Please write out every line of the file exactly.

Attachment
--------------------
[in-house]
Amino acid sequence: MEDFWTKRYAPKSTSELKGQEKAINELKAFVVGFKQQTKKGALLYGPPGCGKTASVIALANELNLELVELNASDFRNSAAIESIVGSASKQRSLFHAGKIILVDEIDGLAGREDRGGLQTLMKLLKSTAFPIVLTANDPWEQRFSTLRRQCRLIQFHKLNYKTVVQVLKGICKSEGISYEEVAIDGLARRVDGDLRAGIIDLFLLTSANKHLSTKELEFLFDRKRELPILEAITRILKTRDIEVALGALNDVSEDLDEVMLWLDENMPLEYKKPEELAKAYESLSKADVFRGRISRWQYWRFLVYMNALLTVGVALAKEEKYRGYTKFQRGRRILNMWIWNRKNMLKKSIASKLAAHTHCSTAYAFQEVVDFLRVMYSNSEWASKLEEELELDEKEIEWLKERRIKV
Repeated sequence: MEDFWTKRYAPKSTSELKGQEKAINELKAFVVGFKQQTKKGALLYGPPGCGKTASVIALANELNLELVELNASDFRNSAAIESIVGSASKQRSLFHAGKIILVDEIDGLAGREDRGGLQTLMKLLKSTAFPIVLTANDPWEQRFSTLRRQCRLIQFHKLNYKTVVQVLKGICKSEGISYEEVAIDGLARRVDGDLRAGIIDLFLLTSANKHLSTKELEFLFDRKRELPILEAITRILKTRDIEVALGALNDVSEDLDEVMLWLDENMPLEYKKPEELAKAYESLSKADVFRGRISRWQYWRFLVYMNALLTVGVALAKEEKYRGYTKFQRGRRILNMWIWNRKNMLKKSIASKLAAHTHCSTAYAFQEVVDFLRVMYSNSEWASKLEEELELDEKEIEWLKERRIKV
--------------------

[in-house]
Amino acid sequence: MEDFWTKRYAPKSTSELKGQEKAINELKAFVVGFKQQTKKGALLYGPPGCGKTASVIALANELNLELVELNASDFRNSAAIESIVGSASKQRSLFHAGKIILVDEIDGLAGREDRGGLQTLMKLLKSTAFPIVLTANDPWEQRFSTLRRQCRLIQFHKLNYKTVVQVLKGICKSEGISYEEVAIDGLARRVDGDLRAGIIDLFLLTSANKHLSTKELEFLFDRKRELPILEAITRILKTRDIEVALGALNDVSEDLDEVMLWLDENMPLEYKKPEELAKAYESLSKADVFRGRISRWQYWRFLVYMNALLTVGVALAKEEKYRGYTKFQRGRRILNMWIWNRKNMLKKSIASKLAAHTHCSTAYAFQEVVDFLRVMYSNSEWASKLEEELELDEKEIEWLKERRIKV
Repeated sequence: MEDFWTKRYAPKSTSELKGQEKAINELKAFVVGFKQQTKKGALLYGPPGCGKTASVIALANELNLELVELNASDFRNSAAIESIVGSASKQRSLFHAGKIILVDEIDGLAGREDRGGLQTLMKLLKSTAFPIVLTANDPWEQRFSTLRRQCRLIQFHKLNYKTVVQVLKGICKSEGISYEEVAIDGLARRVDGDLRAGIIDLFLLTSANKHLSTKELEFLFDRKRELPILEAITRILKTRDIEVALGALNDVSEDLDEVMLWLDENMPLEYKKPEELAKAYESLSKADVFRGRISRWQYWRFLVYMNALLTVGVALAKEEKYRGYTKFQRGRRILNMWIWNRKNMLKKSIASKLAAHTHCSTAYAFQEVVDFLRVMYSNSEWASKLEEELELDEKEIEWLKERRIKV